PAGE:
On Friday, November 19, the Drug Enforcement and Policy Center and Natural Therapies Education Foundation hosted a virtual discussion featuring panelists representing current Ohio cannabis reform endeavors. The event provided information about pending initiatives and legislation, as well as a vision of what the future may hold for cannabis in Ohio.

 

Visit our resource page to explore a comparison of marijuana reform proposals in Ohio.

 

Panelists:
Rep. Casey Weinstein, Ohio House of Representatives
Thomas Haren, partner, Frantz Ward
Mary Jane Borden, co-founder and secretary of the board, Natural Therapies Education Foundation
Shaleen Title, distinguished cannabis policy practitioner in residence, Drug Enforcement and Policy Center, The Ohio State University

Moderator:
Douglas A. Berman, Newton D. Baker-Baker & Hostetler Chair in Law, executive director, Drug Enforcement and Policy Center, Moritz College of Law, The Ohio State University

On Wednesday, November 10 the Drug Enforcement and Policy Center and Harm Reduction Ohio cohosted the first panel in a series on Ohio's opioid settlement.  The purpose of this panel was to understand how opioid litigation was pursued and the settlements that resulted. The panel looked back at similar litigation, such as the tobacco settlement, to see how the current settlement compares to earlier public health litigation and what lessons can be learned.

 

Panelists:
Micah Berman, associate professor, Moritz College of Law and College of Public Health, The Ohio State University
Tasha Perdue, assistant professor, John Glenn College of Public Affairs, The Ohio State University
Patricia J. Zettler, associate professor, Moritz College of Law, The Ohio State University

Moderator:
Dennis Cauchon, president and founder, Harm Reduction Ohio

On Thursday, October 28, 2021, the Drug Enforcement and Policy Center hosted a presentation by Princeton University History Professor Keith Wailoo, author of Pushing Cool: Big Tobacco, Racial Marketing, and the Untold Story of the Menthol Cigarette. The presentation was followed by a moderated discussion with Dr. Amy Fairchild, Dean of The Ohio State University's College of Public Health. Long seen by the tobacco industry as a consumer segment of consumers ripe for exploitation, urban communities of color have endured decades of deceit and disregard for their health as the targets of menthol cigarette advertising. Menthols comprise some 30 percent of a shrinking tobacco market in the United States. As the industry and its supporters in public office move to protect their profits from a federal ban, Dr. Wailoo offered a detailed account of how advertising firms explicitly capitalized on poverty, alienation, and drug use to carve a menthol market out of urban space. This effort, which started in the 1950s and lasted decades, followed the tobacco industry’s false framing of menthol cigarettes as a safer, even healthful alternative for smokers beginning in the 1920s.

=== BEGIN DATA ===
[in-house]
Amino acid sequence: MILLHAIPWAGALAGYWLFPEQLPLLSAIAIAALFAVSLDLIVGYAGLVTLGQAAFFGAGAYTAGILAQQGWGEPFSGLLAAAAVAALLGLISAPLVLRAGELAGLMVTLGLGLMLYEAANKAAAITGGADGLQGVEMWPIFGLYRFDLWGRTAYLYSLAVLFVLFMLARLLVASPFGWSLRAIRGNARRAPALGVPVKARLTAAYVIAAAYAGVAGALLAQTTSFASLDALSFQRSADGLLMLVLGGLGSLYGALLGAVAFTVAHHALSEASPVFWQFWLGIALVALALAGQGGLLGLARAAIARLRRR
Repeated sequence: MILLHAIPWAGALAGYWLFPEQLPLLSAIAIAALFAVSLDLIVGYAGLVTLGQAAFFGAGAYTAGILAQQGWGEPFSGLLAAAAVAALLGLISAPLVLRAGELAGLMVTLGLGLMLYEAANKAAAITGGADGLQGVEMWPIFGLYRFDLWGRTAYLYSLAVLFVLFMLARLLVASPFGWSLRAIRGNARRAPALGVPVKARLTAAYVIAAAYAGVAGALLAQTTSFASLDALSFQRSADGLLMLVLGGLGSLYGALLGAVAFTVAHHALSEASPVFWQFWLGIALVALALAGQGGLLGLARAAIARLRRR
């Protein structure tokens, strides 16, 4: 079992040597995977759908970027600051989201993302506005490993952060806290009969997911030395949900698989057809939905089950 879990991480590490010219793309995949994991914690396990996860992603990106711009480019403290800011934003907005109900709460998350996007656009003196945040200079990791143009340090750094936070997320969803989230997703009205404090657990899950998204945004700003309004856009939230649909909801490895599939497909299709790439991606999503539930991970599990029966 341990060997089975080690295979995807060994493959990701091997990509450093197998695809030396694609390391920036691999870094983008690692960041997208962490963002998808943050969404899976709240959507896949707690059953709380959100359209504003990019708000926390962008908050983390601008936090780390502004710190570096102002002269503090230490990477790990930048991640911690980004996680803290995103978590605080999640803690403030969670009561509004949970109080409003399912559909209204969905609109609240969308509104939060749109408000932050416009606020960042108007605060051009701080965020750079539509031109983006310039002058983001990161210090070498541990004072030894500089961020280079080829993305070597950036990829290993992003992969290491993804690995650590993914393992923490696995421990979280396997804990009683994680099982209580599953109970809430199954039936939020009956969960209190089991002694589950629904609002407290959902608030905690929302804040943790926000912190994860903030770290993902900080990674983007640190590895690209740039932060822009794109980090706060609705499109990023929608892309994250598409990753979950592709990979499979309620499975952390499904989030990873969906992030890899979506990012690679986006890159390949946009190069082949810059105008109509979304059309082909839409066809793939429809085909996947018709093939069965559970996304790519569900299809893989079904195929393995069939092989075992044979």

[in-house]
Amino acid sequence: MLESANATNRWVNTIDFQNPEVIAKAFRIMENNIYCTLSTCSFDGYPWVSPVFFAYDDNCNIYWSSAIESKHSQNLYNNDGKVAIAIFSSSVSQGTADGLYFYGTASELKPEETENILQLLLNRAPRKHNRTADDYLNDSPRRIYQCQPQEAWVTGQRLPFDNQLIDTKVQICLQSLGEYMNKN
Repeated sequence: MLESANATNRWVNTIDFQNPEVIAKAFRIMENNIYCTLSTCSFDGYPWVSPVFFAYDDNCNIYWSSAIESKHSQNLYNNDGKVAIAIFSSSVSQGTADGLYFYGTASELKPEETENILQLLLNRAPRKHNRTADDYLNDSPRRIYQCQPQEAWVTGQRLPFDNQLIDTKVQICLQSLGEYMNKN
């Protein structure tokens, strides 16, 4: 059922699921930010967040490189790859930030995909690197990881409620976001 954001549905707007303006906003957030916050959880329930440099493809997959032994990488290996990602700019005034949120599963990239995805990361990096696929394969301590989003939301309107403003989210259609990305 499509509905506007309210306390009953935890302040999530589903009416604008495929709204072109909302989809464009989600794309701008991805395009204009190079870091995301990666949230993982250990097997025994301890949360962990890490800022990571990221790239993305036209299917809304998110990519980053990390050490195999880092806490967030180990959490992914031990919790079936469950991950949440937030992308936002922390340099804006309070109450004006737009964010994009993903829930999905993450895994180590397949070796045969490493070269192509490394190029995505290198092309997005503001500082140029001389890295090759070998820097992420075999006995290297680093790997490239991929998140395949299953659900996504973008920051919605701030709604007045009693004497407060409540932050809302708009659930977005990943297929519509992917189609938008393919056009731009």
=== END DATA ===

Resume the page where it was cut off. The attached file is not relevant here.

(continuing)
Speakers:
Keith Wailoo, Henry Putnam University Professor of History and Public Affairs, Princeton School of Public & International Affairs, Princeton University
Amy Fairchild, dean, College of Public Health, The Ohio State University

Moderator:
Sarah Brady Siff, visiting assistant professor, Drug Enforcement and Policy Center, Moritz College of Law, The Ohio State University

On October 7-8, 2021, the Drug Enforcement and Policy Center and the Academy for Justice explored the myriad issues surrounding drug sentencing and its contribution to mass incarceration and mass punishment during this major symposium. In addition to academics, researchers, and advocates discussing sound drug sentencing policies, this event also included judges, current and former prosecutors, defense attorneys, and justice-involved individuals sharing their perspectives on drug sentencing practices.

The Drug Enforcement and Policy Center held the Inaugural 2021 Menard Family Lecture on Drug Policy and Criminal Justice on Thursday, October 7. The event featured Eric H. Holder, Jr., former Attorney General of the United States, and Piper Kerman, social justice advocate and author of Orange is the New Black: My Year in a Women’s Prison, and special guests Ohio Chief Justice Maureen O’Connor and Chief U.S. District Judge Algenon L. Marbley for the Southern District of Ohio. This event was held virtually and served as a keynote for the Understanding Drug Sentencing Symposium. The symposium was co-hosted by the Drug Enforcement and Policy Center and the Academy for Justice at the Arizona State University Sandra Day O’Connor College of Law.

This panel was held Tuesday, September 28, 2021 from 12:30 – 2:00 p.m. EDT via Zoom. This panel rounds out the theme of the series by considering whether Donald Trump’s departure from past pardoning practices has paved the way for much-needed reforms in the process by which the president gets advice in pardon matters. The proposals our panelists provided are a hopeful sign that the future of the pardon power is brighter than its recent past.


This panel was part of The Future of the President's Pardon Power Series jointly organized by the Drug Enforcement and Policy Center at The Ohio State University Moritz College of Law, the Collateral Consequences Resource Center, the Federal Sentencing Reporter, and the David F. and Constance B. Girard-diCarlo Center for Ethics, Integrity and Compliance at Villanova University Charles Widger School of Law.
 

Panelists:

Rachel Barkow, vice dean and Charles Seligson Professor of Law, New York University School of Law
Jeff Crouch, assistant professor of American politics, School of Public Affairs, American University